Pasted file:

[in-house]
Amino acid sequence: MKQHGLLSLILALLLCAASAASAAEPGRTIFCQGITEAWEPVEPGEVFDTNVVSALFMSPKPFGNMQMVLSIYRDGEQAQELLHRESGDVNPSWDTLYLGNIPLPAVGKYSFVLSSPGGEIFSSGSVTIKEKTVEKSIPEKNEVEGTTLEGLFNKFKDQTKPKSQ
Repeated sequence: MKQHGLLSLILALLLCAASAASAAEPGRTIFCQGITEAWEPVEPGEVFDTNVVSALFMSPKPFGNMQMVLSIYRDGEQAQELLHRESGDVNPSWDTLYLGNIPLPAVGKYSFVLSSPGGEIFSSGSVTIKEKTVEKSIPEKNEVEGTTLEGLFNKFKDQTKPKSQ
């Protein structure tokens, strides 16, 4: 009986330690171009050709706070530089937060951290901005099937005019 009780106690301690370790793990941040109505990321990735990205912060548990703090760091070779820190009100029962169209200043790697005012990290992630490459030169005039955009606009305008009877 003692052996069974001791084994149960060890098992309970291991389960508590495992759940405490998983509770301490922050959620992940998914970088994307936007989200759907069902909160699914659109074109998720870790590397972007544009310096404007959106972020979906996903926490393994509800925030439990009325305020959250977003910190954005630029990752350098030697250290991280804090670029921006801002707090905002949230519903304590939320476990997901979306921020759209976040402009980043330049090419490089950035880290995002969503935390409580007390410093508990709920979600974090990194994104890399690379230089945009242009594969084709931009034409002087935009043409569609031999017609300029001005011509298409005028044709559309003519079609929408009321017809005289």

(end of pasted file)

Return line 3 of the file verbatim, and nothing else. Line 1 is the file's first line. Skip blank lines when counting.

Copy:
Repeated sequence: MKQHGLLSLILALLLCAASAASAAEPGRTIFCQGITEAWEPVEPGEVFDTNVVSALFMSPKPFGNMQMVLSIYRDGEQAQELLHRESGDVNPSWDTLYLGNIPLPAVGKYSFVLSSPGGEIFSSGSVTIKEKTVEKSIPEKNEVEGTTLEGLFNKFKDQTKPKSQ